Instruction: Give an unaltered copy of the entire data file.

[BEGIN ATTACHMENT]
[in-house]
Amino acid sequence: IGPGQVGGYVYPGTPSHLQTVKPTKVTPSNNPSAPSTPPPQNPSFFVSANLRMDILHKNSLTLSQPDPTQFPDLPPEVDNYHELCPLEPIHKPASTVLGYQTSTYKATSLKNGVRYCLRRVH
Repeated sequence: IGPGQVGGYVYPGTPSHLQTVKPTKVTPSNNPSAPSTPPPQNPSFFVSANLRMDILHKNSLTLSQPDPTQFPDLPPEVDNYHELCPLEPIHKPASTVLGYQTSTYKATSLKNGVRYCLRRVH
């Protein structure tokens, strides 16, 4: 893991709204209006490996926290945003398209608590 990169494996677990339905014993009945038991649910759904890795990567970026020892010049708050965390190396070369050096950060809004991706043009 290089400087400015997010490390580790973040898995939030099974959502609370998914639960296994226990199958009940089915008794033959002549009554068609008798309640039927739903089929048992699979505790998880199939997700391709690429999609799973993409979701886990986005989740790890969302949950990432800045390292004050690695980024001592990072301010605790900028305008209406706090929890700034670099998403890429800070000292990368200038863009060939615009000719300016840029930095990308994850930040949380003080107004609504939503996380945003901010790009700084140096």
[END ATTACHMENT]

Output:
[in-house]
Amino acid sequence: IGPGQVGGYVYPGTPSHLQTVKPTKVTPSNNPSAPSTPPPQNPSFFVSANLRMDILHKNSLTLSQPDPTQFPDLPPEVDNYHELCPLEPIHKPASTVLGYQTSTYKATSLKNGVRYCLRRVH
Repeated sequence: IGPGQVGGYVYPGTPSHLQTVKPTKVTPSNNPSAPSTPPPQNPSFFVSANLRMDILHKNSLTLSQPDPTQFPDLPPEVDNYHELCPLEPIHKPASTVLGYQTSTYKATSLKNGVRYCLRRVH
């Protein structure tokens, strides 16, 4: 893991709204209006490996926290945003398209608590 990169494996677990339905014993009945038991649910759904890795990567970026020892010049708050965390190396070369050096950060809004991706043009 290089400087400015997010490390580790973040898995939030099974959502609370998914639960296994226990199958009940089915008794033959002549009554068609008798309640039927739903089929048992699979505790998880199939997700391709690429999609799973993409979701886990986005989740790890969302949950990432800045390292004050690695980024001592990072301010605790900028305008209406706090929890700034670099998403890429800070000292990368200038863009060939615009000719300016840029930095990308994850930040949380003080107004609504939503996380945003901010790009700084140096």